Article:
Just a bit north of South Wellfleet, past the Fire Tower, is a section of Wellfleet known as Dogtown — no definitive reason why — perhaps the reason is long since forgotten. I don’t think anyone uses the term today. In his Wellfleet history, Deyo notes that the older residents call this part of the town “Dogtown.” In an 1885 gazeteer, Dogtown is listed as a specific area of Wellfleet, on the same list as Fresh Brook Village, South Wellfleet and “Painsville” (Paine Hollow).
Dogtown, typically a term that refers to a town overrun by dogs, or as a section of town where the residents did not amount to much. Other writers say the term refers to the folk art of divination based on canine behavior where a dog can foretell death. Perhaps the art of cynomancy was practiced in Wellfleet’s Dogtown; or perhaps it was the same as the Dogtown at Cape Ann, where the sailors’ widows kept dogs for protection.
Dr. Stone, the town’s doctor and poet, included “Dogtown” as he wrote his poem about the railroad’s arrival in Wellfleet: “the little dogs in Dogtown will wag their little tails; they’ll think something’s coming a riding on the rails.”
Now that I’ve told you all I could find on Dogtown, today the area has a road, Big Chief Hill, near the former Oliver’s tennis courts.
Ruth Rickmers had a page on the Big Chief Dance Hall in her 1983 book. The deed to the land where it stood was transferred from E. P. Cook to Albert and George Avery in 1924. According to the 1910 census, Mr. George Avery was a musician in an orchestra which seems to be the reason he pursued building a dance hall in Wellfleet. In the 1920 census he is a house painter, in Wellfleet, a widower with two daughters, living with his father, Albert, a cobbler. The Averys appear to have only owned the dance hall for a short time; in 1925 they sold it to Lester G. Horton.
Horton was from the Horton family of North Eastham, and settled in Wellfleet to run a grocery business on Commercial Street. ‘Horton and Gill’s Grocery’ was in the building that was the Olde Helpee Selfee Laundry, then the Lobster Hutt, and now Mac’s Shack.
In the “My Pamet” column in a 1983 Cape Codder Helen Purcell, Wellfleet’s historian, supplies the writer with a faded photo of the Big Chief Dance Hall (sometimes called The Pavillion) inclusing a description — an imaginary one –of a building the size of a hanger with a polished hardwood floor and warmly lit, with an elevated stage. But no, the writer goes on, it wasn’t like that at all. The real Big Chief was “meagre in proportions” with a few tangled beachplum bushes nearby. The rough walls, the garish lights, and a rickety platform for the band are recalled, while the dance floor and the spectators’ gallery are separated by merely a rough two by four railing, somewhat dangerous when over-active dancers got into a spirited rendition of Tiger Rag.
After the summer visitors left, and the circuit bands no longer moved around the Cape’s dance halls, the Big Chief served as the location for Wellfleet High School basketball games, sometimes followed by a dance. The pot-bellied stoves were hardly able to dispel the freezing cold air. Later, in the springtime, the Junior Class would decorate the hall and hold their prom, raising money for their senior trip to Washington, DC, a Wellfleet tradition. Sometimes a graduation, held at the Congregational Church, would be followed by a reception at the Big Chief Dance Hall.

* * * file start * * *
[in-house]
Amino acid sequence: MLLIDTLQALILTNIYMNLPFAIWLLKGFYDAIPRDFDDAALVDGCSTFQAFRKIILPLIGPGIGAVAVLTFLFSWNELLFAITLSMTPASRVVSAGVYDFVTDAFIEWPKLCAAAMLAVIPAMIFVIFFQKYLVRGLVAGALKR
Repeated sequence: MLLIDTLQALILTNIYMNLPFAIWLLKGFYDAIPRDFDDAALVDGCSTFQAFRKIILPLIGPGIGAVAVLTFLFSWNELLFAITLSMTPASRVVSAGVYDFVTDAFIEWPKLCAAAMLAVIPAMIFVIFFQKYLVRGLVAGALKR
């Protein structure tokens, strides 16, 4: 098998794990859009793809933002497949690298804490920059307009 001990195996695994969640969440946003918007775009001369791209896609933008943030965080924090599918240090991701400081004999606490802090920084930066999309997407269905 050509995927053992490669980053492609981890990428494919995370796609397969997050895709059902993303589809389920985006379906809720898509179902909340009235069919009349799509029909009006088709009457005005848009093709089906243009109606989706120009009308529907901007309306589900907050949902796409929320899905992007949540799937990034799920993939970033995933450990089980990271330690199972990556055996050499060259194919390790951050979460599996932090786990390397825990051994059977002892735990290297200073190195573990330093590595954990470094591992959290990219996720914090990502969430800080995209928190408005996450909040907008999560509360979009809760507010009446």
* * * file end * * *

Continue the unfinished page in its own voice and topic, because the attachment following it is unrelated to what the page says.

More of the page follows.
Rickers reports in her notes on the Hall that on April 13, 1933, the Big Chief Dance Pavillion burned down as a result of suspected arson. Mr. Horton sold the property in 1934 to the Connellys, and they sold it in 1947 to Charles Frazier Jr., while much later the property it belonged to the McGinns, who had an excavating company there in the early 1980s.
Big Chief Dance Hall as the site of a Klan speech
Another Barnstable Patriot article from 1927 mentioned the Big Chief Dance Hall as the site of a speech by a man named Guy Willis Holmes with a reference to his association with the Ku Klux Klan. Further research showed him to be a defrocked Methodist minister who had been kicked out of his church in New Bedford because of his strong support of the Klan and an effort to organize the women of the church into an auxiliary of the Klan organization. Later, he was brought to trial on charges that he had had an illicit affair with a young waitress, meeting her in a Boston hotel where they signed in under assumed names, one of the criminal charges. His trial ended in a hung jury, and he was free to come to Wellfleet where he apparently continued his work on behalf of the Klan.
The Klan enjoyed their hey-day in the 1920s, some say started by the film Birth of A Nation in 1915. Mr. Holmes had spoken the year before at the Wellfleet Congregational Church at a “public KKK meeting” according to the Barnstable Patriot reporter. My research shows that the Cape had three KKK chapters in Chatham, in Hyannis and in Provincetown wherein they burned a cross in front of the Catholic Church.
Deyo, Simon. History of Barnstable County, New York, 1898. Wellfleet chapter on line at www.capecodhistory.net
Barnstable Patriot (various) online archive: www.sturgislibrary.org
The Cape Codder digital files available online at www.snowlibrary.org
Barnstable County Deeds available at http://www.barnstablecountydeeds.org
The New York Times archive
R.E. Rickmers, Wellfleet Remembered Volume 2, Blue Butterfly Publications, Wellfleet, Mass.
“Federal Census Collection” database. Ancestry.com http://www.ancestry.com.